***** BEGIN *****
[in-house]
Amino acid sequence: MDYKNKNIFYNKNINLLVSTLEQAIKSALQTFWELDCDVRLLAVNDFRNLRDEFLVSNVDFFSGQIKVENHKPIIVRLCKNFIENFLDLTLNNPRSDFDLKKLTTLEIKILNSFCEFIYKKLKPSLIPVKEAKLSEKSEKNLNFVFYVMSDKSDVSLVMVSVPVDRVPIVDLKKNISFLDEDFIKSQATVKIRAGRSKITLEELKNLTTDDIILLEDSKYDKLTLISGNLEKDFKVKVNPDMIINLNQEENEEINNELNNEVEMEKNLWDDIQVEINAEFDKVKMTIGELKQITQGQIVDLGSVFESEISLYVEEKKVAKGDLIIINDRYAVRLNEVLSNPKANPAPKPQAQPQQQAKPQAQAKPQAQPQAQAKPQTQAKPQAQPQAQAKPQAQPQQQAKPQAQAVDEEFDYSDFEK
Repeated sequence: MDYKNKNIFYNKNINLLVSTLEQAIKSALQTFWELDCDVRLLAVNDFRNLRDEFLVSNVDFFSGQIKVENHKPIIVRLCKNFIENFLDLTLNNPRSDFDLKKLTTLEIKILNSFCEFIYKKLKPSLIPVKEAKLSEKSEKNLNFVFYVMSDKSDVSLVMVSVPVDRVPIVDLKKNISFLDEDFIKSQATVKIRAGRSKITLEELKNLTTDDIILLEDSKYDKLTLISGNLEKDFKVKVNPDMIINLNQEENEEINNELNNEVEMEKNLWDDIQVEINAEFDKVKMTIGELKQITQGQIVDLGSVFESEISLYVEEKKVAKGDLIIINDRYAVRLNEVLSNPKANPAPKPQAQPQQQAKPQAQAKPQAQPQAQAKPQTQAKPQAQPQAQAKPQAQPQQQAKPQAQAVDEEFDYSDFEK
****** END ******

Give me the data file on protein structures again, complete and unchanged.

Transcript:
[in-house]
Amino acid sequence: MDYKNKNIFYNKNINLLVSTLEQAIKSALQTFWELDCDVRLLAVNDFRNLRDEFLVSNVDFFSGQIKVENHKPIIVRLCKNFIENFLDLTLNNPRSDFDLKKLTTLEIKILNSFCEFIYKKLKPSLIPVKEAKLSEKSEKNLNFVFYVMSDKSDVSLVMVSVPVDRVPIVDLKKNISFLDEDFIKSQATVKIRAGRSKITLEELKNLTTDDIILLEDSKYDKLTLISGNLEKDFKVKVNPDMIINLNQEENEEINNELNNEVEMEKNLWDDIQVEINAEFDKVKMTIGELKQITQGQIVDLGSVFESEISLYVEEKKVAKGDLIIINDRYAVRLNEVLSNPKANPAPKPQAQPQQQAKPQAQAKPQAQPQAQAKPQTQAKPQAQPQAQAKPQAQPQQQAKPQAQAVDEEFDYSDFEK
Repeated sequence: MDYKNKNIFYNKNINLLVSTLEQAIKSALQTFWELDCDVRLLAVNDFRNLRDEFLVSNVDFFSGQIKVENHKPIIVRLCKNFIENFLDLTLNNPRSDFDLKKLTTLEIKILNSFCEFIYKKLKPSLIPVKEAKLSEKSEKNLNFVFYVMSDKSDVSLVMVSVPVDRVPIVDLKKNISFLDEDFIKSQATVKIRAGRSKITLEELKNLTTDDIILLEDSKYDKLTLISGNLEKDFKVKVNPDMIINLNQEENEEINNELNNEVEMEKNLWDDIQVEINAEFDKVKMTIGELKQITQGQIVDLGSVFESEISLYVEEKKVAKGDLIIINDRYAVRLNEVLSNPKANPAPKPQAQPQQQAKPQAQAKPQAQPQAQAKPQTQAKPQAQPQAQAKPQAQPQQQAKPQAQAVDEEFDYSDFEK